“The Lord appeared to us in the past, saying: I have loved you with an everlasting love; I have drawn you with unfailing kindness. I will build you up again…” – Jeremiah 31:3-4a
Philosopher Cornel West began his convocation speech at Harvard Divinity School by saying, “I am who I am because somebody loved me, somebody cared for me, and somebody attended to me. I’ll never, ever forget it.”
This simple statement names, at least, two beautiful truths.
First, we are interwoven with our past and interdependent in our present. We could not have arrived at this moment in life without the love and care of another. In everyone’s life there are moments when our life rests fully in the hands of another. It is very likely that there are more of these moments than we can recall. We may think of times when we were helpless infants. Or perhaps we think of medical procedures that put our lives in the hands of a doctor or nurse. I think of the teachers that care for my children every day. One could say that the school staff and faculty have my world in their hands. It is critical to remember that we did not emerge from nor exist in a vacuum. So much of our culture focuses on the individual that it is easy to diminish the importance of this foundational truth.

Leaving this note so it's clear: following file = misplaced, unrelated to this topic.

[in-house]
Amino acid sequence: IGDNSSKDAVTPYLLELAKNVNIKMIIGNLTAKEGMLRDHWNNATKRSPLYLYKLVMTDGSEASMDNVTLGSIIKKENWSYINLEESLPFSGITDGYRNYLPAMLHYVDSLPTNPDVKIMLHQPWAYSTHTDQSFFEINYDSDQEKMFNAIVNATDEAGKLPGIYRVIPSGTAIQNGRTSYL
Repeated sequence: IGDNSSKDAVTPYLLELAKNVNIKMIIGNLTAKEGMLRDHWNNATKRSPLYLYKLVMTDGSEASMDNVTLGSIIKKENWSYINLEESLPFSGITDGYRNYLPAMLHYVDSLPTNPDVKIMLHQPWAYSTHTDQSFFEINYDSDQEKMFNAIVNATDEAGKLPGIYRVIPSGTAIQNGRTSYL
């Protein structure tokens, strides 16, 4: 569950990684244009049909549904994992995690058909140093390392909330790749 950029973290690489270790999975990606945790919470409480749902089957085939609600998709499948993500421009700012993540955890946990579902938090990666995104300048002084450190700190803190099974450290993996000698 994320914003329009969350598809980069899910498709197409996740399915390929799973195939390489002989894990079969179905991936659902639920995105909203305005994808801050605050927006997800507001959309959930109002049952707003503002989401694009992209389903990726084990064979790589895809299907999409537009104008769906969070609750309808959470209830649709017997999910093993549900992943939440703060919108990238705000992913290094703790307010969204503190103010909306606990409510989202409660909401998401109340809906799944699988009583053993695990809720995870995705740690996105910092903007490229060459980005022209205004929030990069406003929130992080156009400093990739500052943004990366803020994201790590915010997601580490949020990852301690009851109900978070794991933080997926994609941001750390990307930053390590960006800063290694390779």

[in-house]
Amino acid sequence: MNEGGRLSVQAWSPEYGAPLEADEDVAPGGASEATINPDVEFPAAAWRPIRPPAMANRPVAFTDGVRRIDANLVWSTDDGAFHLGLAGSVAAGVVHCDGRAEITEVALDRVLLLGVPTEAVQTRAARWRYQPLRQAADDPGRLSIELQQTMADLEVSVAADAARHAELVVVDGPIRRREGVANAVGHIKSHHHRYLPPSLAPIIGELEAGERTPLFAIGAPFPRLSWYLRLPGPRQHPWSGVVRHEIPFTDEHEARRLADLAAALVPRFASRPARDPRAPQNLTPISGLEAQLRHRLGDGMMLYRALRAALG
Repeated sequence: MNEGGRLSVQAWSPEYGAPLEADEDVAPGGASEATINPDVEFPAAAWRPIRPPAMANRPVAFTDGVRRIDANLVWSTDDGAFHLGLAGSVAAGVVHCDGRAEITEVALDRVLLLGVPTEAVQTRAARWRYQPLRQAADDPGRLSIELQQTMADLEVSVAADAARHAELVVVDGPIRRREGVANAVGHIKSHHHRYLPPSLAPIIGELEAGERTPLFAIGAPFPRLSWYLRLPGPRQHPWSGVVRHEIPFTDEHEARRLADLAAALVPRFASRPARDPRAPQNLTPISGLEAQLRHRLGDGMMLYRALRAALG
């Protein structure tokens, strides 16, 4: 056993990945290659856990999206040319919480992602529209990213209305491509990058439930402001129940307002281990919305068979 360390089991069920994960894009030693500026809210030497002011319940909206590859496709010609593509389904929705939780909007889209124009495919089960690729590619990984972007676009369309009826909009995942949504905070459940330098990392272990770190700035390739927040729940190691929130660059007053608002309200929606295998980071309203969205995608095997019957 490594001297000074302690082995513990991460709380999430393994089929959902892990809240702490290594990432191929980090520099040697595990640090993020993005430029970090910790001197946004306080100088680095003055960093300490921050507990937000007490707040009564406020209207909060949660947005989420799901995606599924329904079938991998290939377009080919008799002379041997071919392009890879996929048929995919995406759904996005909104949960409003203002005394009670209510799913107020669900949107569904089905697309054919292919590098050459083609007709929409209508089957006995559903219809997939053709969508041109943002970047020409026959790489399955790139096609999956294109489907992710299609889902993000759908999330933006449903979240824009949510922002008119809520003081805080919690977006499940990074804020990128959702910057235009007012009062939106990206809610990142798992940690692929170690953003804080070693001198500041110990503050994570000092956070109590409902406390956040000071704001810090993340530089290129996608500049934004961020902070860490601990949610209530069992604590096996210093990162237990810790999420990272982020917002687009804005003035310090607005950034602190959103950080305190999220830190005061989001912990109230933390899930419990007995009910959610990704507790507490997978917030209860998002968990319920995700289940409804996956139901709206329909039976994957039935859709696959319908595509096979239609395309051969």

The second truth that speaks from West’s quote refers to our identity. I imagine that within the history of Cornel West’s life there are bullies, antagonists, tragedies, and sorrows. I do not know how he processes these, although I am sure his faith plays a part. What I know is that he has restated the quote above from his convocation speech in several other contexts. He continues to reaffirm his identity as one that is rooted in love. He does not say, “I am who I am because of the hate I have endured,” or “I am who I am because of the losses I have suffered.” While I am sure experiences of grief and persecution have shaped him on some level, what I hear from him is a refusal to let those experiences define him. “I am who I am because somebody loved me.” My friend, you have been and are loved. Let this truth rest upon you.
The scriptures affirm in story and statement that “God is love.” This love holds us together even when we do not perceive it, or understand it, and even when we are actively resisting it. The scripture says the Holy Spirit intercedes for us even when we do not have the words to say (Romans 8:26). Our faith proclaims that God weaves together all things for good (Romans 8:28). This hope encourages us to give thanks for all of life because love is at work (1 Thessalonians 5:18). Our finite lives exist on the infinite timeline of love. May that love divine define you today.